“He’s a passionate and selfless player that will never hesitate to put the team first.” — Rastko Popovic.

On top of his busy life as a student athlete, Cahana is also devoted to his Jewish faith. He’s well aware of the necessary sacrifices that come with balancing basketball, faith and his studies.

“It’s been an extra challenge when you look at some of the restrictions during Jewish holidays,” Cahana said. “But I worked hard and I’m so happy with the decisions I’ve made.”

Mark Weiner, a member of the Beth-El Congregation and has known Dvir since he was 11, has always been impressed with how Dvir has been able to balance faith with other parts of his life.

“One of the really impressive aspects of Dvir and it’s also something I really respect is how he manages to have a social life and play sports at this level but he never lost sight of his faith,” said Weiner.

Cahana recounts how, while being unable to use any electricity or money between Friday night and Saturday night because of the Sabbath, he had to find a way to make it to games and practices.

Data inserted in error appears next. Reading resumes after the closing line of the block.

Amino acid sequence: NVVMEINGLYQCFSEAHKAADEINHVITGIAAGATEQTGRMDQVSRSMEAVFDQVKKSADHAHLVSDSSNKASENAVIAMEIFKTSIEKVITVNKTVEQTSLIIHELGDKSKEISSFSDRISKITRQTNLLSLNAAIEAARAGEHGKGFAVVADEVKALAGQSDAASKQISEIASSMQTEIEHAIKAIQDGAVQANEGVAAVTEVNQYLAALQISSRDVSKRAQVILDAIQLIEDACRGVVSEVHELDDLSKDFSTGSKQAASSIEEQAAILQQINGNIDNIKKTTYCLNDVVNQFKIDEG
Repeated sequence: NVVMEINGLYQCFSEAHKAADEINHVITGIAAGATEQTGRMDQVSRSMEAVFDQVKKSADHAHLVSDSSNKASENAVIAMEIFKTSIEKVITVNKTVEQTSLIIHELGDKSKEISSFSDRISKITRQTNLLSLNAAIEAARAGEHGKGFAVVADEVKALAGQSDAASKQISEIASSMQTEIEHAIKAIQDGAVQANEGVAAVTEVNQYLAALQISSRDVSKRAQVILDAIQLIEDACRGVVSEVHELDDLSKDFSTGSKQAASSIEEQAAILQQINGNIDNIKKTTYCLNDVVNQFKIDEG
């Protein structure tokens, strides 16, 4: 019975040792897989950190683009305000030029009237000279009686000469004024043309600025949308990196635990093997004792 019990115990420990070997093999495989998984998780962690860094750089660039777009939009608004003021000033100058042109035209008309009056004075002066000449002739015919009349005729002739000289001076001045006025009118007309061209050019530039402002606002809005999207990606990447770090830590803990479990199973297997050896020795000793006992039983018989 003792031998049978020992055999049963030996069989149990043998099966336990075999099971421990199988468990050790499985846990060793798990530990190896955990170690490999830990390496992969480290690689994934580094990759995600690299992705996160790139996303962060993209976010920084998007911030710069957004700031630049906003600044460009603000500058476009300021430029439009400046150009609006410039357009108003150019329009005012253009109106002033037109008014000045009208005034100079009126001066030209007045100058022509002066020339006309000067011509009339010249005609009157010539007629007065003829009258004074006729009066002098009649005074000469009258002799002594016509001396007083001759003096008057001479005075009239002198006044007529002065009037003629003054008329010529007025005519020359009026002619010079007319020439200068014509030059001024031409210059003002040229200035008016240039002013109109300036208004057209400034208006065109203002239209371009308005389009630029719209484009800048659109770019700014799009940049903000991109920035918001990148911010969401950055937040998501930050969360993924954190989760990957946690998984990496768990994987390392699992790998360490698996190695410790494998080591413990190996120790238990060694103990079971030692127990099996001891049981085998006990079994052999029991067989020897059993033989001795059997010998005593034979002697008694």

On certain occasions, he walked nearly 30 kilometers to get to games.

“It definitely complicates things especially when you look at transportation but I find it all very fulfilling,” said Cahana. “It’s been a unique experience and it’s something I’ll cherish for a long time because I’ve learned so many great lessons.”

Deaveiro recalls a specific situation from Cahana’s time at McGill.

“There was one game that we had all the way out at Bishop’s and he couldn’t travel by car. He even offered to walk a couple of miles to the game but we wouldn’t let him do that on his own,” he said.

“It’s just a testament to how committed he is to his religion and the team.”

“I try to do my best to support the team when we play and part of that is also getting the crowd into it. I love interacting with the fans and if it makes the atmosphere better, then that’s just a bonus.” — Dvir Cahana

Cahana had never started a game with the Stingers, coming off the bench once or twice a season. But on Feb. 24, before his last regular season home game, against the Université Laval Rouge et Or, Concordia Head Coach Rastko Popovic decided to give the veteran a proper send off as a thank you for his three years of service.

“I had no idea I was starting and that was just the coolest thing that [Popovic] did,” said Cahana, grinning from ear to ear. “It was absolutely wild and I’m never going to forget that game for as long as I live.”